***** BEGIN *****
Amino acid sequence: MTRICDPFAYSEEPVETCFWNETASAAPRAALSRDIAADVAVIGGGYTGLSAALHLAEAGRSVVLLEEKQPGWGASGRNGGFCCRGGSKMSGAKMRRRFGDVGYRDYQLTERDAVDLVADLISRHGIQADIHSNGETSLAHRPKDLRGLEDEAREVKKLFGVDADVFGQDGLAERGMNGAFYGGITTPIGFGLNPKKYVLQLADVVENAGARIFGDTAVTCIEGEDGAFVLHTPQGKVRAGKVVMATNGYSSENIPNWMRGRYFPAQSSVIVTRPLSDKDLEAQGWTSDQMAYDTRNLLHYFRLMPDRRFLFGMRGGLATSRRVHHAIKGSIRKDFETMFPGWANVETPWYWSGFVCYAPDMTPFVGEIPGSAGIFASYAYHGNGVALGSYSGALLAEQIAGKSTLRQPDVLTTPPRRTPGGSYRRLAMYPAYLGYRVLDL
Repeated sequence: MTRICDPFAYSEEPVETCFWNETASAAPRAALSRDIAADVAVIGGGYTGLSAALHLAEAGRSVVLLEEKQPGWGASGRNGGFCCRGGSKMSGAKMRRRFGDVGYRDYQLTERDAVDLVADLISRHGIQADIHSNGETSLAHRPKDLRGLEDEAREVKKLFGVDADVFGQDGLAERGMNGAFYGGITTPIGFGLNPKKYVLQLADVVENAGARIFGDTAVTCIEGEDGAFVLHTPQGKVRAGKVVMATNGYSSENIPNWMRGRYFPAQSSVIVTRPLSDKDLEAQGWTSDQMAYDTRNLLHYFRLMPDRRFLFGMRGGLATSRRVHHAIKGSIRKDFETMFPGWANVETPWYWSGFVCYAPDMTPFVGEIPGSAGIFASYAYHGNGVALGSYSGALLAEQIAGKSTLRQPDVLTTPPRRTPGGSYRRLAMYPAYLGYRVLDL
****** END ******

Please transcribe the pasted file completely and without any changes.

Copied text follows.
Amino acid sequence: MTRICDPFAYSEEPVETCFWNETASAAPRAALSRDIAADVAVIGGGYTGLSAALHLAEAGRSVVLLEEKQPGWGASGRNGGFCCRGGSKMSGAKMRRRFGDVGYRDYQLTERDAVDLVADLISRHGIQADIHSNGETSLAHRPKDLRGLEDEAREVKKLFGVDADVFGQDGLAERGMNGAFYGGITTPIGFGLNPKKYVLQLADVVENAGARIFGDTAVTCIEGEDGAFVLHTPQGKVRAGKVVMATNGYSSENIPNWMRGRYFPAQSSVIVTRPLSDKDLEAQGWTSDQMAYDTRNLLHYFRLMPDRRFLFGMRGGLATSRRVHHAIKGSIRKDFETMFPGWANVETPWYWSGFVCYAPDMTPFVGEIPGSAGIFASYAYHGNGVALGSYSGALLAEQIAGKSTLRQPDVLTTPPRRTPGGSYRRLAMYPAYLGYRVLDL
Repeated sequence: MTRICDPFAYSEEPVETCFWNETASAAPRAALSRDIAADVAVIGGGYTGLSAALHLAEAGRSVVLLEEKQPGWGASGRNGGFCCRGGSKMSGAKMRRRFGDVGYRDYQLTERDAVDLVADLISRHGIQADIHSNGETSLAHRPKDLRGLEDEAREVKKLFGVDADVFGQDGLAERGMNGAFYGGITTPIGFGLNPKKYVLQLADVVENAGARIFGDTAVTCIEGEDGAFVLHTPQGKVRAGKVVMATNGYSSENIPNWMRGRYFPAQSSVIVTRPLSDKDLEAQGWTSDQMAYDTRNLLHYFRLMPDRRFLFGMRGGLATSRRVHHAIKGSIRKDFETMFPGWANVETPWYWSGFVCYAPDMTPFVGEIPGSAGIFASYAYHGNGVALGSYSGALLAEQIAGKSTLRQPDVLTTPPRRTPGGSYRRLAMYPAYLGYRVLDL